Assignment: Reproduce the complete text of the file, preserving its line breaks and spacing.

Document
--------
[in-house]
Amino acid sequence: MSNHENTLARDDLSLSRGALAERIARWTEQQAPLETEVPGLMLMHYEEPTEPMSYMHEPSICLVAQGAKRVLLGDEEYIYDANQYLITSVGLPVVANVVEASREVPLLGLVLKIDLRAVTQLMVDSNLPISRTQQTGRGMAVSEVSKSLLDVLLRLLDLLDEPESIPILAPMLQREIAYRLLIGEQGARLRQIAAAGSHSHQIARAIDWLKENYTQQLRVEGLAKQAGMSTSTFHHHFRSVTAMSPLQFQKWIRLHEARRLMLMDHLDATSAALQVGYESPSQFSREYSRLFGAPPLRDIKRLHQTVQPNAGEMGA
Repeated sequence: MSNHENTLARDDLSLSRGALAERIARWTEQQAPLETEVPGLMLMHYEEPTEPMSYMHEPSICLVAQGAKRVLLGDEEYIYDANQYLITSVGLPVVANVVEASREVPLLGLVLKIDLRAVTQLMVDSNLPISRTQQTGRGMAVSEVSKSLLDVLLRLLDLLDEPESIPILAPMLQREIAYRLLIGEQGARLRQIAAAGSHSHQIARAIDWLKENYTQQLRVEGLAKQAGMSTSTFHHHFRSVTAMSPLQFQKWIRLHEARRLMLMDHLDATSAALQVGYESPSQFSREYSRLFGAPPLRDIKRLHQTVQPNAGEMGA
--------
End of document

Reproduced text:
[in-house]
Amino acid sequence: MSNHENTLARDDLSLSRGALAERIARWTEQQAPLETEVPGLMLMHYEEPTEPMSYMHEPSICLVAQGAKRVLLGDEEYIYDANQYLITSVGLPVVANVVEASREVPLLGLVLKIDLRAVTQLMVDSNLPISRTQQTGRGMAVSEVSKSLLDVLLRLLDLLDEPESIPILAPMLQREIAYRLLIGEQGARLRQIAAAGSHSHQIARAIDWLKENYTQQLRVEGLAKQAGMSTSTFHHHFRSVTAMSPLQFQKWIRLHEARRLMLMDHLDATSAALQVGYESPSQFSREYSRLFGAPPLRDIKRLHQTVQPNAGEMGA
Repeated sequence: MSNHENTLARDDLSLSRGALAERIARWTEQQAPLETEVPGLMLMHYEEPTEPMSYMHEPSICLVAQGAKRVLLGDEEYIYDANQYLITSVGLPVVANVVEASREVPLLGLVLKIDLRAVTQLMVDSNLPISRTQQTGRGMAVSEVSKSLLDVLLRLLDLLDEPESIPILAPMLQREIAYRLLIGEQGARLRQIAAAGSHSHQIARAIDWLKENYTQQLRVEGLAKQAGMSTSTFHHHFRSVTAMSPLQFQKWIRLHEARRLMLMDHLDATSAALQVGYESPSQFSREYSRLFGAPPLRDIKRLHQTVQPNAGEMGA